Modal auxiliary verbs

Modal auxiliary verbs express meanings such as obligation, possibility, necessity, etc., which reflect somebody's (often the writer's) attitudes towards the state, event, etc. expressed by the verb phrase. Often, it is difficult to pinpoint the exact type of meaning conveyed by a modal auxiliary, as different types of meaning may be present simultaneously. For example, among other things, the modal can may be used to express ability and possibility, as in the following examples:

(1) Bill can swim. (i.e. 'Bill has the ability to swim')

(2) The door can only be opened with a special key. (i.e. 'it is only possible to open the door with a special key')

Fairly often, however, it is difficult to claim that only one of these meaning is expressed:

(3) I can drive you to the airport tomorrow. ('I have the ability to drive you, e.g.  because I have a driver's licence' or 'It is possible for me to drive you, e.g. because I am free at the appropriate time')

Grammatical properties of modal auxiliaries

In addition to the the properties shared by all auxiliaries, modals are characterized by the following:

  • Modals have no non-finite forms (i.e. they have no infinitival or participial forms).
  • Modals have no inflected forms in the present tense (in particular, they have no 3rd person -s ending).

The fact that modals have no non-finite form limits the possibility to combine them with other auxiliaries. For example, they do not occur as the second verb in the perfect, in contrast with other auxiliaries, like be:

(3) *Bill has never could drive a car. (cf. Bill has never been kissed.)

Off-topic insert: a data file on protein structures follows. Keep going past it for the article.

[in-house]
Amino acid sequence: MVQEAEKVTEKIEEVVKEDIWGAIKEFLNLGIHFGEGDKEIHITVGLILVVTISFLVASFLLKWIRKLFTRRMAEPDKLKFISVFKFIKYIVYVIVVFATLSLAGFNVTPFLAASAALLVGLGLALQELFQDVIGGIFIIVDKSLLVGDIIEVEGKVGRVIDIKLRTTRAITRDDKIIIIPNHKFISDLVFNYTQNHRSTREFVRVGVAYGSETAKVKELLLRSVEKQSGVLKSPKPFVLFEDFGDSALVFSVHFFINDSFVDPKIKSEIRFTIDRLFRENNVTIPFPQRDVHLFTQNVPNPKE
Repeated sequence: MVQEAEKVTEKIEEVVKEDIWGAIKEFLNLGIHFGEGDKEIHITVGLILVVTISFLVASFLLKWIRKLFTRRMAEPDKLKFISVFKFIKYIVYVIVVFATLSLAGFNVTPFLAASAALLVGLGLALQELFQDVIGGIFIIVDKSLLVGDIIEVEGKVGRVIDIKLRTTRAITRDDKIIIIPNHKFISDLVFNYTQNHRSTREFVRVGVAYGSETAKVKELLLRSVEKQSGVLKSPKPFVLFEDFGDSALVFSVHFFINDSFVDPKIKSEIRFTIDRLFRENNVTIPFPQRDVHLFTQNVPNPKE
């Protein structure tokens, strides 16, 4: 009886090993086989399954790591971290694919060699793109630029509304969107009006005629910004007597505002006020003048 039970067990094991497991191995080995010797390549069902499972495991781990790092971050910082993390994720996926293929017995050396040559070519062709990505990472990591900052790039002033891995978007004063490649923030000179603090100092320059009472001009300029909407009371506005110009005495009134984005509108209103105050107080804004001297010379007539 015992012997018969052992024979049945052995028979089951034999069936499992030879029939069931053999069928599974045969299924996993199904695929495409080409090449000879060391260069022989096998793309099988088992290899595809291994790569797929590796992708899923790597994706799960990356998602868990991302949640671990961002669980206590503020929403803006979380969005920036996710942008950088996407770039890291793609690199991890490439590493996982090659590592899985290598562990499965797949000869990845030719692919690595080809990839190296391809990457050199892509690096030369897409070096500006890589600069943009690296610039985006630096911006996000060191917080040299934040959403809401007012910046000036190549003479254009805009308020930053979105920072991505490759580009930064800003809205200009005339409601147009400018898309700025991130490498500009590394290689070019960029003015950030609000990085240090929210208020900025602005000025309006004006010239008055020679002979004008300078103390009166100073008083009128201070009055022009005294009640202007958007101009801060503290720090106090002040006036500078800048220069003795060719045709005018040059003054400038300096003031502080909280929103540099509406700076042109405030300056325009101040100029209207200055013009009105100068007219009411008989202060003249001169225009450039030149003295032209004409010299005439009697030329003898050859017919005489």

In cases where a modal auxiliary is impossible due to the lack of appropriate forms, English uses alternative expressions, as in the following examples:

Be able to instead of can:

(4) Bill has never been able to drive a car.

(5) We hope to be able to solve this problem in the future.

(6) Being able to solve simultaneous equations is useful for a number of reasons.

Be allowed to instead of can/may (expressing permission)

(7) Mary has never been allowed to listen to jazz music.

(8) To be allowed to enter the competition every contestant must have a clean medical record.

(9) Everyone was required to pay a special tax before being allowed to vote.

The fact that modals have no inflected forms in the present tense make them useful for non-native speakers who often experience difficulties with Subject-Verb agreement. Thus, as the following illustrates, the present tense form can is used for all subjects, whereas other auxiliaries, like be, and main verbs, like hate, vary in form.

Modal auxiliary

Primary auxiliary

Main verb

I can call Bill tomorrow.

I am calling Bill now.

I call Bill every day.

James can call Bill tomorrow.

James is calling Bill now.

James calls Bill every day.

We can call Bill tomorrow.

We are calling Bill now.

We call Bill every day.

A Swedish perspective: Swedish modals (click to expand/contract)

Many Swedish modal auxiliaries have non-finite forms. For example, Swedish kunna has both an infinitive and a past participle form. The corresponding English expressions use alternatives like be able to, as discussed above.

(1a) Vi hoppas kunna lösa det här problemet i framtiden.

(1b) We hope to be able to solve this problem in the future.

(2a) Bill har aldrig kunnat köra bil.

(2b) Bill has never been able to drive.)

Most Swedish modals can be used as main verbs. In English, however, either a main verb has to be supplied, or another verb altogether is used corresponding to the Swedish modal.

Nisse kan tyska.

Nisse can speak German.

Nisse knows German.